Morning Media Newsfeed: Twitter’s IPO Soars | Lara Logan Apologizes | Guns & Ammo Editor Out

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Twitter’s Stock Closes at $44.90 A Share, Up 73 Percent on Its First Day (The Verge)
Twitter held its initial public offering on the New York Stock Exchange Thursday morning, opening its stock up for purchase to any interested investor, and as it turns out, there were many. Shortly after trading began around 9:30 a.m. ET, Twitter’s share price rocketed well past the $26 per share minimum the company set Wednesday night, opening up 74 percent at $45.10 to start the day. It finished the day right around the same spot, at $44.90. WSJ “Phew!” tweeted Anthony Noto, the lead banker on the deal from Goldman Sachs Group Inc., moments after shares started trading. Those five characters summed up the sentiment among those involved in the market debut of the 140-character messaging service, the second-biggest U.S.-listed Internet offering ever after Facebook. Bloomberg Businessweek Twitter’s Nov. 7 initial public offering marks the San Francisco-based company’s coming-out party, the moment when it graduates from its South of Market beginnings and takes its place as one of the Internet’s most valuable properties, without ever turning a profit. What’s perhaps most remarkable about Twitter’s rise is how little the service has evolved from the original core concept of the 140-character tweet — which is to say, not at all. Reuters The strong performance on Thursday is encouraging for the venture capitalists who have backed other consumer Web startups, such as Square or Pinterest, though it sounded alarm bells for some investors who cautioned that the froth was unwarranted.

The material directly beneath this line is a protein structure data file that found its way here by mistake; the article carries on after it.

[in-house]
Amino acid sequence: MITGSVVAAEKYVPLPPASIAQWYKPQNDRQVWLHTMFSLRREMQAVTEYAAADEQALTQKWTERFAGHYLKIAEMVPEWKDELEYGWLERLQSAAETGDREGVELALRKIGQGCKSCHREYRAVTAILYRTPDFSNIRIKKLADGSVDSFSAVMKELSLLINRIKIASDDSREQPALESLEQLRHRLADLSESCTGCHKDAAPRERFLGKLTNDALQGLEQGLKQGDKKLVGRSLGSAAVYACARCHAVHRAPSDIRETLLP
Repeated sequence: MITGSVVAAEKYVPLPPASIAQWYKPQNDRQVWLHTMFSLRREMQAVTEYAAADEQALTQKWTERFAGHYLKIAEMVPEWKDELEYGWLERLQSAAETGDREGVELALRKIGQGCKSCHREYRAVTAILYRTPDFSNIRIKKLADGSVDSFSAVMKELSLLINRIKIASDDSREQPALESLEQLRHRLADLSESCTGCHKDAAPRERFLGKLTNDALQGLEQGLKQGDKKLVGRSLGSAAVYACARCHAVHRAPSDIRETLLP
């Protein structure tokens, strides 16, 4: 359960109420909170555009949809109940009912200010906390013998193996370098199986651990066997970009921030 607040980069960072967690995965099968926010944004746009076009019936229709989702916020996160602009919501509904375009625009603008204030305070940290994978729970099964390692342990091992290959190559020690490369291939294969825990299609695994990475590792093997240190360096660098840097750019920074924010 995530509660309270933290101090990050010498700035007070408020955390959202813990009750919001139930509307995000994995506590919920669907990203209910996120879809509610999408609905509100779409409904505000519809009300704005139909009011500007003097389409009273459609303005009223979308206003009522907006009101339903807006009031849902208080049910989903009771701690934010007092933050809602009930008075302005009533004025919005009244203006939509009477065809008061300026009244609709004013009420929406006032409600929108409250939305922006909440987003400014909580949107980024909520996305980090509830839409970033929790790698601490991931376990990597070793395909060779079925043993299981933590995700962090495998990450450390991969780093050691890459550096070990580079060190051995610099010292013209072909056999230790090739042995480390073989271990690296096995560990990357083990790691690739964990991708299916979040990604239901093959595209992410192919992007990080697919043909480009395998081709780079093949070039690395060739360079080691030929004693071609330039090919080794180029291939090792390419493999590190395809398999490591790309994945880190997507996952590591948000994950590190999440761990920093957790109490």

Lara Logan Apologizes for Botched 60 Minutes Benghazi Report, Says Show Will Issue Correction (HuffPost)
60 Minutes correspondent Lara Logan admitted on Friday morning that she and the news magazine had made a “mistake” in their reporting of a controversial story about the Benghazi attacks. She apologized to viewers and said 60 Minutes will issue a correction about the reliability of one of her key sources, security contractor Dylan Davies, on its next program. “We were wrong to put him on air,” she said, adding, “We will apologize to our viewers and we will correct the record on our broadcast on Sunday night.” NYT Davies, a security officer hired to help protect the United States Special Mission in Benghazi, Libya, gave the FBI an account of the night that terrorists attacked the mission on Sept. 11, 2012 that contradicts a version of events he provided in a recently published book and in an interview with 60 Minutes. TVNewser The inconsistencies in the stories have led to calls for a retraction and for fresh Congressional hearings to determine what really happened that night.

Guns & Ammo Editor Apologizes for Pro-Gun Control Column, Steps Down (Ad Age / Media News)
Jim Bequette, the editor-in-chief of Guns & Ammo, issued an abject apology Thursday for the magazine’s recent editorial advocating gun regulation, saying he would resign immediately from his post atop the firearms magazine. The author of the column, contributing editor Dick Metcalf, was also shown the door, Bequette said in his letter of apology. “I made a mistake by publishing the column,” Bequette said in the letter, which was posted to the Guns & Ammo website. “I thought it would generate a healthy exchange of ideas on gun rights. I miscalculated, pure and simple. I was wrong, and I ask your forgiveness.” Daily Beast Metcalf’s back-page column was headlined “Let’s Talk About Limits,” and cautiously argued that gun enthusiasts should not oppose basic limits on firearm ownership. Metcalf made the obvious point that all freedoms protected by the Constitution are regulated in some way, and that gun owners should stop acting as if any regulation whatsoever amounts to the “infringement” mentioned in the Second Amendment. “I don’t think requiring 16 hours of training to qualify for a concealed carry permit is infringement in and of itself,” Metcalf concluded. “But that’s just me.” TPM / LiveWire Readers threatened to boycott the magazine and cancel their subscriptions until Metcalf was fired.